Articles Posted in Staten Island

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In fall of 1989, an employee of the water department of the Town of Hempstead borrowed a city pick-up truck to drive it home. He had been allowed on several prior occasions to borrow the city truck to get home. He believed that it was OK for him to borrow it on this date to get home. On his way home, he was involved in an auto accident that resulted in serious personal injury. Following the truck accident, the injured party filed a lawsuit against the Water Department and the Town of Hempstead.

The Town of Hempstead countered that they do not feel that they should be held liable since the employee was not at work or engaged in any city business at the time of the accident. Further, he had not requested permission to borrow the truck on this date. The other times that he had been permitted to borrow the truck; he had asked for and received permission to do so. This was not the case on the night of this incident. In fact, the Staten Island employee’s job for the city did not require the use of a vehicle at all. The employee even testified that he had received specific instructions prior to the date of the accident not to take a truck home. He advised in testimony on several different occasions that no one had given him permission to use the truck on that night. He advised that he took it anyway because he needed to get home. The evidence that was presented in reference to the employee being told specifically that he could not take the truck home was not argued by either side. However, there were no prior violations by this employee or any other on file prior to the accident of the “no personal use” policy that had been implemented in the fall of 1989.

The Justices, however, ruled that since the employee had been allowed on prior occasions to use the truck, he would have believed that there was an inference of implied permission. Vehicle and Traffic Law § 388 (1) states that an owner of a motor vehicle is liable for the negligence of one who uses or operates the vehicle with the owner’s express or implied permission.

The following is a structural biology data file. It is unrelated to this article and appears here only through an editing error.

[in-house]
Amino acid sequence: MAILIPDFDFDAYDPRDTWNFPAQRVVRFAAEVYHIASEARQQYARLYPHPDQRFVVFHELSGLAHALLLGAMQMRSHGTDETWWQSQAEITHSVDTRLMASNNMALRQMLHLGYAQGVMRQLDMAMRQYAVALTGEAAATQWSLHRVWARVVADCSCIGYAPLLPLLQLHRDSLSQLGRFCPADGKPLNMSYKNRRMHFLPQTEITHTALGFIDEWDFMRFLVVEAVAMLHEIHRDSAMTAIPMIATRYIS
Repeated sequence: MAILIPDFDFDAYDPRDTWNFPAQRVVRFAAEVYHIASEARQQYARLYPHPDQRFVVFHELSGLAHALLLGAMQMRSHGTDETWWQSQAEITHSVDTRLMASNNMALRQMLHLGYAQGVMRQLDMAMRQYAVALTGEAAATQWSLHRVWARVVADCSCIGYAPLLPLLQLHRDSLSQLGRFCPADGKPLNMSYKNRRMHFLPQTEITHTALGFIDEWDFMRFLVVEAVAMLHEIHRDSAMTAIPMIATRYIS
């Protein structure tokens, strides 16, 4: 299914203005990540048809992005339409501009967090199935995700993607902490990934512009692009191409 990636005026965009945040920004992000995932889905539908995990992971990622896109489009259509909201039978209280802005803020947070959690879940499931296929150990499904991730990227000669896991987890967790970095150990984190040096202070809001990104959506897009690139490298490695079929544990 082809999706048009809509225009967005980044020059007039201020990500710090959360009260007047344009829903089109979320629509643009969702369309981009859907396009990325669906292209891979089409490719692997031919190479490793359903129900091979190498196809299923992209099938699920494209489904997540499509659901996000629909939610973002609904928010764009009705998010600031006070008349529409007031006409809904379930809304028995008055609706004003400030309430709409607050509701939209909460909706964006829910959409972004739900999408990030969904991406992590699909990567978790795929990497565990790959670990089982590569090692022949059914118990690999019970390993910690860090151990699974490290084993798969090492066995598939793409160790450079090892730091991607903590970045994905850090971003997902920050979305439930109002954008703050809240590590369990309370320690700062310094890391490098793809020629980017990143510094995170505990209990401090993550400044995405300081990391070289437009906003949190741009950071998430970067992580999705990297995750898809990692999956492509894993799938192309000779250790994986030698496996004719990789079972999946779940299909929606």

Because of this, the majority of the Westchester Justices ruled that the employee had discretion to use the vehicle and is liable to cover him in the accident.
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On July 2, 1955 at around four o’clock in the afternoon, a truck driver left the Twin Bridges bar and headed west on Route 11 between Mooers, New York, and Champlain, New York. At some point his truck came in contact with a vehicle that was eastbound. The eastbound vehicle was occupied by a male driver, his wife, two daughters, and his daughter in law. The Staten Island male driver of the car was killed in the commercial truck accident. The wife was still in the hospital and unable to testify at the time of trial. The daughters both claimed that they saw the truck shortly before impact cross over the center line of the road to sideswipe their vehicle. The daughter in law, who was seated directly behind the deceased driver stated that she had observed the truck cross the center line previously and then return to the correct side of the road. She stated that as the gap closed between the two vehicles, the driver of the truck crossed the center line again and this time hit their car with his truck.